Beyond the Field of Play Returns

Photo from www.bbc.co.uk

Photo from www.bbc.co.uk

The 6th of January, a bank holiday for many across Europe celebrating Epiphany while at the same being a day which evokes a certain poignancy as it marks the official end of the Christmas festivities.

This is just a short and sweet post which first and foremost heralds an end to my own indulgent season and a return to focusing on all the cultural nuances that the world of football brings. Not that we have been deprived of the beautiful game recently. In England we are fortunate to have the munificent gift of double the helping of football during the festive period and I have to agree with Barney Ronay and his message in the following article – Christmas: a time for football, television and arguments about meat, that Christmas without football would be shoddy to say the least.

That said I also wanted to take this opportunity to point you in the direction of the weekly Ultras guide I am currently working on. As you may have noticed over the last few weeks I have started on a quest which will take me from A-Z of Serie A.

However this is not your run of the mill club guide which trawls through the generic team nicknames, coaches, players, and stadium’s. No myself and Richard Hall are embarking on a journey into the cryptic world of Italy’s Ultras with the aim of shedding some light on one of Calcio’s most beguiling and contentious features.

In this country we often associate the word ‘Ultras’ with ‘hooligans’. It is understandable given the history of football related violence in Britain, especially during the ’70’s and ’80’s where the terraces and streets became battlegrounds. Stories like Filippo Raciti’s and the recent escapades of the Ultras from Nocerina produce a gut reaction – ‘mindless football thugs’. Don’t get me wrong this is not without justification and all too often the dark side of the Ultras is exposed for all to see. However to view them as one homogeneous mass of hooligans would be myopic and there in lies one of the reasons behind our desire to partake in this Ultra journey.

You can find your weekly dosage of the Ultras on Richards website – The Gentleman Ultra which has recently earned a deserved spot on the Guardian Sports Network. I have also created a page which you can find at the top of my blog labelled – Guide to the Ultras of Serie A containing the links to the pieces I have completed so far.

My latest article is on the Ultras of Fiorentina, a group who epitomise what I find most fascinating about the powers of football, powers which combine the volatile passion of the sport with various political and historical connotations. Be sure to check it out and I will be back on here soon with a new feature for you all to mull over.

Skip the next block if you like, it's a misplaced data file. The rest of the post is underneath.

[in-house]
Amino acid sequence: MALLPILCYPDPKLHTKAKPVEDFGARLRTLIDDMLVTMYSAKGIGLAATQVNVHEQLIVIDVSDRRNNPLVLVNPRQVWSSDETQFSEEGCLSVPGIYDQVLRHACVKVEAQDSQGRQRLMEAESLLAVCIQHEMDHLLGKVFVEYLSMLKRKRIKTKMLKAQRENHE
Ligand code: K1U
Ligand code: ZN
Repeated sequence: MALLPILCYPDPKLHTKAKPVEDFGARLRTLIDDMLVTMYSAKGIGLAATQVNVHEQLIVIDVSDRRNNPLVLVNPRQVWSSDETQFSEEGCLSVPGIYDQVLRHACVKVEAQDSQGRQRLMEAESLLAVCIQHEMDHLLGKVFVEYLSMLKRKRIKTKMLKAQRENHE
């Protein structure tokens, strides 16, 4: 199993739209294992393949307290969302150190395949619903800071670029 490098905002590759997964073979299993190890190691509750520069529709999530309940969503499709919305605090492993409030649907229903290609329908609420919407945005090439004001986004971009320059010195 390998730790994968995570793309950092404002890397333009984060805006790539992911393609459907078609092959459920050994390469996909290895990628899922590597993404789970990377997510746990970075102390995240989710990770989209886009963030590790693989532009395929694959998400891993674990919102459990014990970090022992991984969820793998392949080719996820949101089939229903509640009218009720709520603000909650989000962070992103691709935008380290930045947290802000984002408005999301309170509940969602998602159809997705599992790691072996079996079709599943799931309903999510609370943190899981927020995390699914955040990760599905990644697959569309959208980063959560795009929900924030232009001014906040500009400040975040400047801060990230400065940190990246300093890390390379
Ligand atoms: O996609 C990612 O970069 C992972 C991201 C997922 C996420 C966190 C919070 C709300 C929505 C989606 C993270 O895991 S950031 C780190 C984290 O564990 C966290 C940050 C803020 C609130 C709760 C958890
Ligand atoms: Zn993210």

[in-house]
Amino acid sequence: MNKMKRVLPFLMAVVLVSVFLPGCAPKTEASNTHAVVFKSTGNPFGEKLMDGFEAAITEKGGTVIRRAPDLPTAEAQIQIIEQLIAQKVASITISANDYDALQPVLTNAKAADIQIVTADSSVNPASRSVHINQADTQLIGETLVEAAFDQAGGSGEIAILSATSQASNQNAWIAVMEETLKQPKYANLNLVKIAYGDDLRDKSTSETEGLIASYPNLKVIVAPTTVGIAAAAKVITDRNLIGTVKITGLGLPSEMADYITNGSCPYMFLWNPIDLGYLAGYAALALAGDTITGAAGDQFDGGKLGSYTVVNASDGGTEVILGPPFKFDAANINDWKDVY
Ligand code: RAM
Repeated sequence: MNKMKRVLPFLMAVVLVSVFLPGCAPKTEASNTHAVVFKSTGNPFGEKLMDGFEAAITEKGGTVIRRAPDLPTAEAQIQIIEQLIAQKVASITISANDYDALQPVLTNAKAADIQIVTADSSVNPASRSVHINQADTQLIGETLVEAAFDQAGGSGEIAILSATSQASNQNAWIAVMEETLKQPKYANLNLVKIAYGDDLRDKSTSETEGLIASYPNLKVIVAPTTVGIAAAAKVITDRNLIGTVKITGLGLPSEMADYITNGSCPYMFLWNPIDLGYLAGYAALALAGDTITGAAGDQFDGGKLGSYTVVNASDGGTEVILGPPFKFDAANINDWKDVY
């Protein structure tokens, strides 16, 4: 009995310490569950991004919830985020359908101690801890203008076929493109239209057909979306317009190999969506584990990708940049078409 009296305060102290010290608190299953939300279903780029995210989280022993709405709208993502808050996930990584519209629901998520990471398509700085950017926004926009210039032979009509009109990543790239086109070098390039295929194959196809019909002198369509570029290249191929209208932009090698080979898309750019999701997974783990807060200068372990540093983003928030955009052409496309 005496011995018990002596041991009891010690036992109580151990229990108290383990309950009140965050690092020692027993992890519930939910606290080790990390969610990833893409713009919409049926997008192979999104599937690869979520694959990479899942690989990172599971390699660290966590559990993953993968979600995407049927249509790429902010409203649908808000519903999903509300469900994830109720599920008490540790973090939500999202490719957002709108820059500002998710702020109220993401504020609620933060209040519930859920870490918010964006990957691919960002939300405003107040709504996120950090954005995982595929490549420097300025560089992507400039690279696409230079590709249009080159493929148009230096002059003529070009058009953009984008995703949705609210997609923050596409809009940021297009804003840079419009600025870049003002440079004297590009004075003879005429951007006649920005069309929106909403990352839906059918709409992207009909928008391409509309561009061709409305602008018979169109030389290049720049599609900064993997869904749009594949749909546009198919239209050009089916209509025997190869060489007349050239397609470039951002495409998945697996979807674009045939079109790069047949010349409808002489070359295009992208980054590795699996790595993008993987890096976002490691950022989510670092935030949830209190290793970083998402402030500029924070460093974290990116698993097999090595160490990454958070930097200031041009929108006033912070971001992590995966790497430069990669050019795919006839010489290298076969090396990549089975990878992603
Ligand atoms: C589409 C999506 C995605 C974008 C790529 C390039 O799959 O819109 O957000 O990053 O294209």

A Prologue: James Richardson, Gianfranco Zola and Broadening Horizons

Sunday afternoon, 2pm, about 16 years ago. My father would sit down at this time every Sunday to watch the television. Why?  It was time for his weekly dose of Channel 4’s Football Italia presented by James Richardson (a man who I now fondly associate with my youth). That is my first vivid memory of football.

At first this 2-3 hours of live Serie A coverage was an inconvenience to me, one which took my fathers sole attention as he sat with his eyes fixed on the unfolding action. I would soon join him. Just a couple of years later I was bought my first Chelsea shirt, Zola 25 on the back staying true to my Anglo-Italian heritage. I say shirt, it was of course the full shebang (shorts & socks), an unwritten obligation for young children attending football camps across the country.

From that point on I had unwittingly taken the imaginary vows that many a football fanatic subconsciously take. That is to rejoice and suffer through the highs and lows of the beautiful game.

Times change. Horizons broaden. No longer does my sporting world revolve around the Chelsea result on a Saturday afternoon (so I try to tell myself). No I have come to realise that winning and losing is just a sub story. A sub story in a never ending plot which encompasses the thrills and spills of a blockbuster.

This blog not only delivers news, opinions and coverage on what happens in between those four white lines but also the social and political connotations outside them. While predominately focusing on my two greatest passions English and Italian football (grazie papá) I will also cover other social issues which are often magnified under the sporting microscope.

As interesting as the pre-match gossip, mid-match drama and post-match shenanigans are, it is often the political, social and historical nuances which add that extra bit of spice to games like El Clasico, Il Derby della Capitale (The Rome Derby), The Old Firm Derby (Rangers vs. Celtic) and numerous other rivalries.

Tensions run high as Real Madrid and Barcelona clash

Tensions run high as Real Madrid and Barcelona players clash back in 2010. (Photo from http://worldfootball.dailymail.co.uk/)

The Olympic Cauldron..Roma-Lazio

The Olympic Cauldron…Smoke, Flares, Passion and Emotion – all ingredients of the Rome Derby. (Photo from http://provenquality.com/)

Divisions in Glasgow go way beyond football as tensions run high between Celtic and Rangers fans (picture from lateam.fr)

Divisions in Glasgow go way beyond football as Celtic and Rangers fans face off in Old Firm Derby (picture from lateam.fr)